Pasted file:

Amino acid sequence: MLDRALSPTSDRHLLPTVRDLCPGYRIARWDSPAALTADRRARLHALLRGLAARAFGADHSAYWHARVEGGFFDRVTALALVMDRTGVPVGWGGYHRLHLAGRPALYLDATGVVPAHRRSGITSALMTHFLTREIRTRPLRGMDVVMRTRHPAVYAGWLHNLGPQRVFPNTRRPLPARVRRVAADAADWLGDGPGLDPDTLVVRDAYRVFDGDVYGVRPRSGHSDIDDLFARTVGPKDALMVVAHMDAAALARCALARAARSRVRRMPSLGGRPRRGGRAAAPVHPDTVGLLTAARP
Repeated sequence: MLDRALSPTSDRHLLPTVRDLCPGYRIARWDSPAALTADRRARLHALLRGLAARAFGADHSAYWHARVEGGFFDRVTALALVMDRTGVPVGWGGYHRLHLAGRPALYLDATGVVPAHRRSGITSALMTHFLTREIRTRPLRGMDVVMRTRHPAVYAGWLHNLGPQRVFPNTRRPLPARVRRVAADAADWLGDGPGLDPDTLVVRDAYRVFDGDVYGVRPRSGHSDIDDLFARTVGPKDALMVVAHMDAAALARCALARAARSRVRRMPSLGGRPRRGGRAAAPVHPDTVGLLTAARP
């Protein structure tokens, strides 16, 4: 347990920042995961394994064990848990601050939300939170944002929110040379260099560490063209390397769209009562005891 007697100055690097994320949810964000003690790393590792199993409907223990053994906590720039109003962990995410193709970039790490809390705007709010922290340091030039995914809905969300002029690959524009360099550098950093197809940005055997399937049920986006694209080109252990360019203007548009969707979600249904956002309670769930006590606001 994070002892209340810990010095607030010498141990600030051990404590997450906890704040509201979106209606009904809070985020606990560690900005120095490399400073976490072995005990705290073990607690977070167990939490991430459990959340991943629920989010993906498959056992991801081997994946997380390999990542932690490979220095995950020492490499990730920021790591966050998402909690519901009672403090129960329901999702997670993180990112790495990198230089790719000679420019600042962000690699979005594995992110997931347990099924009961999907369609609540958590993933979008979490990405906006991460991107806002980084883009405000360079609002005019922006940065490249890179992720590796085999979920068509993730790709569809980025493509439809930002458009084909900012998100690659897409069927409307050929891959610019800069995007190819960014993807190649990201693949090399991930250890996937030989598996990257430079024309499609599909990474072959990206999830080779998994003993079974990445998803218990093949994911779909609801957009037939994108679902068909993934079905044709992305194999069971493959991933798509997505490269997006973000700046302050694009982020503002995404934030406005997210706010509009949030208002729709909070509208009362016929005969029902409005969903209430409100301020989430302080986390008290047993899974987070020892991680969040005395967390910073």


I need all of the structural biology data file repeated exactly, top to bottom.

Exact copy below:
Amino acid sequence: MLDRALSPTSDRHLLPTVRDLCPGYRIARWDSPAALTADRRARLHALLRGLAARAFGADHSAYWHARVEGGFFDRVTALALVMDRTGVPVGWGGYHRLHLAGRPALYLDATGVVPAHRRSGITSALMTHFLTREIRTRPLRGMDVVMRTRHPAVYAGWLHNLGPQRVFPNTRRPLPARVRRVAADAADWLGDGPGLDPDTLVVRDAYRVFDGDVYGVRPRSGHSDIDDLFARTVGPKDALMVVAHMDAAALARCALARAARSRVRRMPSLGGRPRRGGRAAAPVHPDTVGLLTAARP
Repeated sequence: MLDRALSPTSDRHLLPTVRDLCPGYRIARWDSPAALTADRRARLHALLRGLAARAFGADHSAYWHARVEGGFFDRVTALALVMDRTGVPVGWGGYHRLHLAGRPALYLDATGVVPAHRRSGITSALMTHFLTREIRTRPLRGMDVVMRTRHPAVYAGWLHNLGPQRVFPNTRRPLPARVRRVAADAADWLGDGPGLDPDTLVVRDAYRVFDGDVYGVRPRSGHSDIDDLFARTVGPKDALMVVAHMDAAALARCALARAARSRVRRMPSLGGRPRRGGRAAAPVHPDTVGLLTAARP
């Protein structure tokens, strides 16, 4: 347990920042995961394994064990848990601050939300939170944002929110040379260099560490063209390397769209009562005891 007697100055690097994320949810964000003690790393590792199993409907223990053994906590720039109003962990995410193709970039790490809390705007709010922290340091030039995914809905969300002029690959524009360099550098950093197809940005055997399937049920986006694209080109252990360019203007548009969707979600249904956002309670769930006590606001 994070002892209340810990010095607030010498141990600030051990404590997450906890704040509201979106209606009904809070985020606990560690900005120095490399400073976490072995005990705290073990607690977070167990939490991430459990959340991943629920989010993906498959056992991801081997994946997380390999990542932690490979220095995950020492490499990730920021790591966050998402909690519901009672403090129960329901999702997670993180990112790495990198230089790719000679420019600042962000690699979005594995992110997931347990099924009961999907369609609540958590993933979008979490990405906006991460991107806002980084883009405000360079609002005019922006940065490249890179992720590796085999979920068509993730790709569809980025493509439809930002458009084909900012998100690659897409069927409307050929891959610019800069995007190819960014993807190649990201693949090399991930250890996937030989598996990257430079024309499609599909990474072959990206999830080779998994003993079974990445998803218990093949994911779909609801957009037939994108679902068909993934079905044709992305194999069971493959991933798509997505490269997006973000700046302050694009982020503002995404934030406005997210706010509009949030208002729709909070509208009362016929005969029902409005969903209430409100301020989430302080986390008290047993899974987070020892991680969040005395967390910073």